Earlier this week Crucial announced its first SSD caching solution: the Adrenaline SSD. The drive will be available in a single capacity: 50GB with 64GB of 25nm MLC NAND onboard.   The controller is identical to the Marvell design used in the m4. Crucial tells me that the firmware is identical to what you'd get on a normal m4. Adrenaline will ship with some SSD caching software for Windows 7 but Crucial wouldn't tell us which package will come with the drive.
 
The target market is users who want a simple way to upgrade their slow hard drive based machines without the hassle of migrating data or the price of a high capacity SSD. Expect to see the drive ship before the end of Q1.
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  • djc208 - Wednesday, January 11, 2012 - link

    50 GB is enough for Windows and most core programs, why use it as a cache? If you've got room for a second drive, why not just use it as a boot drive? Reply
  • hechacker1 - Wednesday, January 11, 2012 - link

    Because it isn't enough for many people.

    I have way more than 50GB of programs, not including any user data.

    What's the point of loading Windows and a select few programs onto an SSD if I can't have any of my frequently used data on the SSD too? It kind of defeats the purpose of it to move everything outside of the SSD just so Windows can function fast by itself.

    I see people do "tweaks" like move everything off the SSD, like their user files and page file, but that's just defeating the purpose of having really fast access times and speeds.

    These caching solutions appeal to me, because I can keep my large HDD, but still have an SSD cache for frequently accessed stuff. And the killer feature is that I don't have to micro-manage my data or programs to get benefits.

    Really, Windows just needs to build this feature in already. RAM already caches a lot of stuff, but an SSD could be the next level "L5" cache after RAM. With the HDD being the slowest device but cheapest to store data.
    Reply
  • mailman65er - Monday, January 16, 2012 - link

    "... I have way more than 50GB of programs, not including any user data..."

    You "think" you have 50GB worth of data and applications, but actually, you probably only actually use a fraction of that. Remember, caching typically happens at the "block" level and not necessarily at the "file" level, which means that while your files and apps may add up to more than 50GB, your hot data may be much less than that. Consider an Outlook .PST file, if the file size shows 1GB, you might think that you need 1GB of cache capacity. However, a block level cache solution could effectively keep all of your most recent (months?) emails and contacts in the cache SSD, without having to store the entire 1GB file in the SSD. This mechanism is true of all apps and data, including the OS. Caching can be VERY efficient at keeping all hot data (at the block level) on the SSD without wasting capacity on unused data. This is the source of a lot of misunderstanding about caching and "boot" drives; software caching is MUCH more efficient than boot drive configuration (not to mention faster/easier to setup, more consistent system performance, and no end-user data management requirements)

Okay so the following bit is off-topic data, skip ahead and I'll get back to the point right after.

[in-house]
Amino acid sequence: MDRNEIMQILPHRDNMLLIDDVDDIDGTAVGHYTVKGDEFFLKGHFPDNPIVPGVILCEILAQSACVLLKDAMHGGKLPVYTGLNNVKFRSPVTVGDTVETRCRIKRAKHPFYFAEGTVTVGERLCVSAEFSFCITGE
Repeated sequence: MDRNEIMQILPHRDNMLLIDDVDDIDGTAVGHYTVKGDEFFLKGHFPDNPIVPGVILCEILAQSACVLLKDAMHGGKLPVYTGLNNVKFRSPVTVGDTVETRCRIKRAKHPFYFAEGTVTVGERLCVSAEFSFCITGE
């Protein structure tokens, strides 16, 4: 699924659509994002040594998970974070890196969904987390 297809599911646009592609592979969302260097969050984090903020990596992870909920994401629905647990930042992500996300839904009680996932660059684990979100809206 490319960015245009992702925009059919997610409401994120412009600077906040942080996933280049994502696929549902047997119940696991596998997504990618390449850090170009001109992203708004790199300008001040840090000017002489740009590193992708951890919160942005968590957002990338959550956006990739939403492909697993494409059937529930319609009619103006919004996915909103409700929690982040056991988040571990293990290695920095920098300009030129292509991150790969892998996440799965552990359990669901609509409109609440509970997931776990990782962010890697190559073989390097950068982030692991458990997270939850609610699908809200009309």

Reply
  • Plushpants - Wednesday, January 11, 2012 - link

    SSD caching is a great option for gamers like myself who have several hundred gigs of games. You don't want to have to muck around with Steam moving the current games you're playing to and from the SSD.

    I've being using Intel's SRT technology with a 60gb SSD for 6 months or so and am very happy with it. Not quite as good as a dedicated SSD but still a HUGE performance increase. BF3 level loads are at least 3-4 times faster and Windows boot is noticeably improved.
    Reply
  • MrSpadge - Thursday, January 12, 2012 - link

    "I've being using Intel's SRT technology with a 60gb SSD for 6 months or so and am very happy with it. Not quite as good as a dedicated SSD but still a HUGE performance increase. BF3 level loads are at least 3-4 times faster and Windows boot is noticeably improved. "

    +1
    Reply
  • EnzoFX - Wednesday, January 11, 2012 - link

    "without the hassle of migrating data" Reply
  • Alexvrb - Wednesday, January 11, 2012 - link

    Exactly. This isn't something you use for a new build. This is for a well-established computer that just needs a little storage I/O help. It's quick and easy, and since it doesn't need to be very large, affordable. Reply
  • joe_dude - Thursday, January 12, 2012 - link

    Agreed. SSD caching is a cheaper and more reliable. The money you save means you can get a faster CPU, video card, and/or upgrade to a faster SSD in a year's time. Reply
  • mtoma - Thursday, January 12, 2012 - link

    Migrating what data? The OS and applications, settings, and so on? It takes about 30-45 min. to fresh reinstall those on a PC. So, why bother with the migration of data? However if Anand is referring to migrating the documents, pictures, mp3s, I have to wonder why would anyone would keep there files on the boot partition, in the Windows specified directories (My Pictures, My Documents, My Music). Because Microsoft says so? I don't think so. Much better would be to keep these files onto a different partition/HDD, so the need to migrate would not exist. Reply
  • keysurfer - Thursday, January 12, 2012 - link

    30-45 mins reinstall time. You must not have much stuff on your computer. I figure reinstall time on my computer would be days of work not minutes or hours. A number of applications require deactivating on old setup before they can be used on the new. With 15 main applications and at least 30 smaller ones along with all the update and patch time re-tweaking well I'm all for caching. 30-45 mins give me a break. Reply

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